The electric guitar is an animal all its own. While most instruments rely on vibrating surfaces to amplify sound, electric guitars use a magnetic field. Herein lies a great advantage of playing an electric guitar: simply swap the pickups, and you can completely change the sound and response of your instrument.
OK, we admit that last sentence was a little misleading. Swapping pickups can be a lot like a breakup—there’s a high risk of getting burned! But, with a little know-how, some tips and tricks, and a little independent research on your part, you’ll soon be well on your way to finding that sweet tone you’ve been dreaming about. Here’s a guide to help you get started on that elusive journey.
What Kind of Pickup is Best for My Guitar?
Before you choose a pickup, it’s really helpful to evaluate the tone of your instrument and decide what your current pickups are not offering you. Is it an EQ issue, like the instrument sounds too bright or too muddy? Does it hum at 60 cycles when you’re around fluorescent lights? Or maybe you just can’t seem to get the same tone as your favorite guitar player, no matter how you set your pickups, amp, and tone pots. These are all really great places to start because these observations will guide you to the right pickup choices.
While there’s a lot that goes into the tone production of a pickup, there are two elements that factor in more than others: the coil and the magnet, which, when combined, are responsible for converting string vibration into electrical impulses.
In general, more coils and thinner gauge wire will give you more signal output. There is a compromise, however—using pickups with more coils and/or thinner gauge wiring results in a drop-off in high frequencies. What comes out of your amp, while louder and more driven, becomes rounder and meatier in tone. If you’re looking for more clarity and shine to your sound, consider going in the opposite direction—a pickup with less coils, and/or thicker gauge wire.
The other major factor in a pickup’s tone is the magnet. There are generally two materials: ceramic or alnico. Ceramic pickups are composed of ferrous iron and rare earth elements. They are very strong, and have very high output. They are generally used for aggressive styles of music, like heavily distorted hard rock and metal. Alnico magnets are a combination of ferrous iron with aluminum, nickel, and cobalt, hence the name al-ni-co. Alnico magnets produce a sweeter, more musical tone, and are generally more touch-responsive than ceramic. They are typically used for less aggressive styles of music.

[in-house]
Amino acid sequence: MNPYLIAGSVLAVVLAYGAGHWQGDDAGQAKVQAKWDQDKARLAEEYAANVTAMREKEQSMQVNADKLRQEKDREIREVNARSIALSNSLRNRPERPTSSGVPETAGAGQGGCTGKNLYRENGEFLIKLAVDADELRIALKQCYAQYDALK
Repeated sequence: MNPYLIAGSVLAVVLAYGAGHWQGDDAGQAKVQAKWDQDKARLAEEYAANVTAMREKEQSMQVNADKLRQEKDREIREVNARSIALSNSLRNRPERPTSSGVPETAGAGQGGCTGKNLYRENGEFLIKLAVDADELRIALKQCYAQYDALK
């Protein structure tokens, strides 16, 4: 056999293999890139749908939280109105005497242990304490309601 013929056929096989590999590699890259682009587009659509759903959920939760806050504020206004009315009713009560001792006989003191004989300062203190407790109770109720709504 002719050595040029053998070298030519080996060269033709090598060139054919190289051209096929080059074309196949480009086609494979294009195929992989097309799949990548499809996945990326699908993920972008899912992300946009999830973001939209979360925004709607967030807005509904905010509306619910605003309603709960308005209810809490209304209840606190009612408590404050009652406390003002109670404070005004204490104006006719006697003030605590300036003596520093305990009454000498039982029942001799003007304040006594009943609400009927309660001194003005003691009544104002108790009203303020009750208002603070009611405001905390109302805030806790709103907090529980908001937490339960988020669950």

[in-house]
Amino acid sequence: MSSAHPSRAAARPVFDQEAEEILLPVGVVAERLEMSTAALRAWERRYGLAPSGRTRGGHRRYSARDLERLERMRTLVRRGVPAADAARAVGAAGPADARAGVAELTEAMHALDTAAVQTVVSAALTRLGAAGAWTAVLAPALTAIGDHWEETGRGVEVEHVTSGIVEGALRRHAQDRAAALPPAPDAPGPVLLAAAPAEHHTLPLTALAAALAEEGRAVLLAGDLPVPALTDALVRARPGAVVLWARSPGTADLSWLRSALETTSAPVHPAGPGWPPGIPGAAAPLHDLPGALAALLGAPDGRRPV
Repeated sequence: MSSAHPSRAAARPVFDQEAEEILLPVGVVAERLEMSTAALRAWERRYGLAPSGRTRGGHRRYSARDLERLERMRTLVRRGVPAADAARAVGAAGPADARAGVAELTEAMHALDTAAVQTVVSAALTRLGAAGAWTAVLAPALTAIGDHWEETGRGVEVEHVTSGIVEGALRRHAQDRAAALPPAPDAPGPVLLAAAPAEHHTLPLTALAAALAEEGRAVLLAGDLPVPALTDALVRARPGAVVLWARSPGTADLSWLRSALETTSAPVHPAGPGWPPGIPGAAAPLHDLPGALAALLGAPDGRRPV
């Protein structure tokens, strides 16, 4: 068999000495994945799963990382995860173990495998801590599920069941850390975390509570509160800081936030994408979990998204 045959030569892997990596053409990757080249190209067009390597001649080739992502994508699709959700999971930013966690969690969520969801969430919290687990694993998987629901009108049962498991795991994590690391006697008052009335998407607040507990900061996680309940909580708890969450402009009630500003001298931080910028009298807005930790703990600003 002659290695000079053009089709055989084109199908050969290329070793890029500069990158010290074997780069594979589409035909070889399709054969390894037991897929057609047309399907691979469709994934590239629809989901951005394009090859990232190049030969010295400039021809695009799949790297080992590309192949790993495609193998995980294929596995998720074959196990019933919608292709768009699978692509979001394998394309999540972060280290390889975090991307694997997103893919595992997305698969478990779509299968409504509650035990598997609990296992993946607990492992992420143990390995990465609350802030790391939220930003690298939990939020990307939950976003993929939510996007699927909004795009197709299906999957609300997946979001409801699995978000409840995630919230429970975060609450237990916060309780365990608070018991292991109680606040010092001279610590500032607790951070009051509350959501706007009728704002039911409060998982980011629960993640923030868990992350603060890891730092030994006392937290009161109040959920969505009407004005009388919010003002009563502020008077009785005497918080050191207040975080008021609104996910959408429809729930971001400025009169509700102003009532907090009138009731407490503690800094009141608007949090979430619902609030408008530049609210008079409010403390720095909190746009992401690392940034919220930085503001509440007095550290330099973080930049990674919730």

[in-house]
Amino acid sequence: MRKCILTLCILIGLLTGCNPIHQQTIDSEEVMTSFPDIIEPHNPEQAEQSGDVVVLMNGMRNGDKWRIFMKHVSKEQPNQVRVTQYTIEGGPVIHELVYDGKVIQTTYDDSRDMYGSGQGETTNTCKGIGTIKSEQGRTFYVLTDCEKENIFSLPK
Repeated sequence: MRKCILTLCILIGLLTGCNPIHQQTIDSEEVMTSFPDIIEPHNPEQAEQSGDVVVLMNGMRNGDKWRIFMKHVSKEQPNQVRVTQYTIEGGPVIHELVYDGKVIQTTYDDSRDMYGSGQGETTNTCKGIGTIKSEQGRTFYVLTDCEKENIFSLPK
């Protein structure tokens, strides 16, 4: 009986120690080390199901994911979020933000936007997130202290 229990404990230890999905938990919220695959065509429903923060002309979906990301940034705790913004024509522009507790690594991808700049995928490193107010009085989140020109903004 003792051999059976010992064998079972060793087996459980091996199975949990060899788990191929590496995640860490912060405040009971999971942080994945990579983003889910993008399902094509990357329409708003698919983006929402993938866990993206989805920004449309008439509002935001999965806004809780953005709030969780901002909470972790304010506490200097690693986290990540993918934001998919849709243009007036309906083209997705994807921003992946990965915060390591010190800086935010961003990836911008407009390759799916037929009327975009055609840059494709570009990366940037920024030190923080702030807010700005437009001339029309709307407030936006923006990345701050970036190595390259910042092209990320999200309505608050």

Try Different Pickups
Chances are, you won’t find the right pickup straightaway; you’ll want to try several different kinds until you find what you’re looking for. Swapping pickups, for some, can be a daunting task. If you don’t know how to use a soldering iron, it’s quite understandable to be hesitant about sticking red-hot metal anywhere near your beloved ax.
For this reason, we suggest the Liberator, a handy new product available from Seymour Duncan. The Liberator is to guitar tone what the sexual revolution was to dating—go wild, and don’t get burned!
Don’t let your research stop here—go on the Internet or visit a local library to learn more. The Seymour Duncan web forum is a great place to learn from professional tone geeks, and it’s completely open and encouraging to novices.
If you can put a pair of eyeglasses back together with a mini screwdriver, you can easily change your pickups. The Liberator, once installed in your guitar by a professional tech, allows you to swap out your pickups without a soldering iron—the color coded pickup leads are solidly clamped in place with mini screws.
Classic Stack Plus
The Stratocaster’s three single-coil pickup configuration is a favorite among guitarists, but, traditionally, this pickup design does not play well with 60-cycle hum from lights and electrical wiring. Seymour Duncan’s Classic Stack Plus keeps traditional Strat tone, but ditches the hum by stacking two single coils, one on top of the other. The Alnico 5 magnets, coupled with a large top coil, keep that classic chime.
The X2N is a noise-cancelling humbucker pickup that features a ceramic magnet for extra-high output. DiMarzio recommends this high-powered pickup be used in the bridge position, where there is less string excursion. It needs a little extra juice to balance the output with the middle and/or neck pickup.
Vintage T Series
Outside of the mainstream pickup options, like Fender, Seymour Duncan, or EMG, you can find a lot of independent boutique pickup builders, like Jason Lollar. His Vintage T Series gives you that bridge position Tele twang, and the alnico five magnets add considerable bite and brightness to the sound.